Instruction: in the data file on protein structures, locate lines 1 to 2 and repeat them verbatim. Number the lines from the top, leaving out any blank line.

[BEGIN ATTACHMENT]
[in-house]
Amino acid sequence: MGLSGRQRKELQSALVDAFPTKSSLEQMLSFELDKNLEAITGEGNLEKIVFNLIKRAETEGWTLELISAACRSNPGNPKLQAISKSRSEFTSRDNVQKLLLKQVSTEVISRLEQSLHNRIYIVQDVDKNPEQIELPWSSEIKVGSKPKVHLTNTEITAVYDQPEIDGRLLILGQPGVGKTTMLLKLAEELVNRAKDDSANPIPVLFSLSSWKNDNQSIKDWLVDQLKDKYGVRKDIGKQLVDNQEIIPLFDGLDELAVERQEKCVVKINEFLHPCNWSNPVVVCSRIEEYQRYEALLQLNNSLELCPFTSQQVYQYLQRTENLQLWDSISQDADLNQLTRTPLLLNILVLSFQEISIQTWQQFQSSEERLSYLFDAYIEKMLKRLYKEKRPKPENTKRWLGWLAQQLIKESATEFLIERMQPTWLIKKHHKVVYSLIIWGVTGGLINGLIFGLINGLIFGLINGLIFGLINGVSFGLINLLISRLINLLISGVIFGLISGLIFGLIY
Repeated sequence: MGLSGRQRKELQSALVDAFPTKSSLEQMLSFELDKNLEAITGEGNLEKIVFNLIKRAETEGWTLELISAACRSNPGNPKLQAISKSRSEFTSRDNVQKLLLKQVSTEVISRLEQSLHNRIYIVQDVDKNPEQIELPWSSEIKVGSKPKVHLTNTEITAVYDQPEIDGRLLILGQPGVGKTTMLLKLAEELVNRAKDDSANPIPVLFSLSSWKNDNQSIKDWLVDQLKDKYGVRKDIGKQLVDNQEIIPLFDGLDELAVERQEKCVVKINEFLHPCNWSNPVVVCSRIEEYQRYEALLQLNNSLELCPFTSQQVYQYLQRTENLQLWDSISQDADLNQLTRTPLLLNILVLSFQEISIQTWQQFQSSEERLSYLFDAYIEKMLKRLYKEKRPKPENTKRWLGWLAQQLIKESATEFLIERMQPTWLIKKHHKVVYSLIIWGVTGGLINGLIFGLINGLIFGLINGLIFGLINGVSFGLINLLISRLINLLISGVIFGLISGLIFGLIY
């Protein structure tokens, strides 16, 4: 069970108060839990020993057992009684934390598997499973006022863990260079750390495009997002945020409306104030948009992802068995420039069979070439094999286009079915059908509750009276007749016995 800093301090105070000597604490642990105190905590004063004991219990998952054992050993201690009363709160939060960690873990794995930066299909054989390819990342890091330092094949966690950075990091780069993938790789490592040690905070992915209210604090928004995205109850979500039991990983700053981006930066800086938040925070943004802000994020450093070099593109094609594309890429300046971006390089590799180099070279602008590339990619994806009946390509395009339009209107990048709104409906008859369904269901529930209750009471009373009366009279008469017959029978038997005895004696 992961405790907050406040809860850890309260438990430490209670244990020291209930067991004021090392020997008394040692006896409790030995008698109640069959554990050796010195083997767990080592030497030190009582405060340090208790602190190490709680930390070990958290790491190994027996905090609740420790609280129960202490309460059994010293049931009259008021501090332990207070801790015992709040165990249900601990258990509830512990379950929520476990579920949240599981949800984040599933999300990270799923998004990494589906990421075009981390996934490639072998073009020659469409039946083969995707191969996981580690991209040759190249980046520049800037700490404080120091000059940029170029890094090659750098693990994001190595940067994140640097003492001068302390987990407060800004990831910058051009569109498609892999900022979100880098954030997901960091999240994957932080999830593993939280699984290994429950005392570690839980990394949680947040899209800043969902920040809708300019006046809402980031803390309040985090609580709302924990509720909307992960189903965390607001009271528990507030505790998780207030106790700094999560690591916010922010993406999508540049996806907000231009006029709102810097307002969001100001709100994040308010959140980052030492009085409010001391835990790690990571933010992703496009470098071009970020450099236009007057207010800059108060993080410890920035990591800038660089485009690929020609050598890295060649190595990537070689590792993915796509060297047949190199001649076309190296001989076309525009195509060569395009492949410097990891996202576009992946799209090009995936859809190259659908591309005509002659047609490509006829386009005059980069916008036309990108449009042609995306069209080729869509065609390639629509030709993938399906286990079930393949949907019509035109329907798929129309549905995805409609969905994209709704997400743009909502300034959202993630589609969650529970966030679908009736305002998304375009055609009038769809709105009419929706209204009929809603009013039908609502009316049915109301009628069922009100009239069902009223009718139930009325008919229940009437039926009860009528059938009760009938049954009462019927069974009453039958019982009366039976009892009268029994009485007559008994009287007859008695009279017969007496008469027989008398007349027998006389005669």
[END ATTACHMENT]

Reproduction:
[in-house]
Amino acid sequence: MGLSGRQRKELQSALVDAFPTKSSLEQMLSFELDKNLEAITGEGNLEKIVFNLIKRAETEGWTLELISAACRSNPGNPKLQAISKSRSEFTSRDNVQKLLLKQVSTEVISRLEQSLHNRIYIVQDVDKNPEQIELPWSSEIKVGSKPKVHLTNTEITAVYDQPEIDGRLLILGQPGVGKTTMLLKLAEELVNRAKDDSANPIPVLFSLSSWKNDNQSIKDWLVDQLKDKYGVRKDIGKQLVDNQEIIPLFDGLDELAVERQEKCVVKINEFLHPCNWSNPVVVCSRIEEYQRYEALLQLNNSLELCPFTSQQVYQYLQRTENLQLWDSISQDADLNQLTRTPLLLNILVLSFQEISIQTWQQFQSSEERLSYLFDAYIEKMLKRLYKEKRPKPENTKRWLGWLAQQLIKESATEFLIERMQPTWLIKKHHKVVYSLIIWGVTGGLINGLIFGLINGLIFGLINGLIFGLINGVSFGLINLLISRLINLLISGVIFGLISGLIFGLIY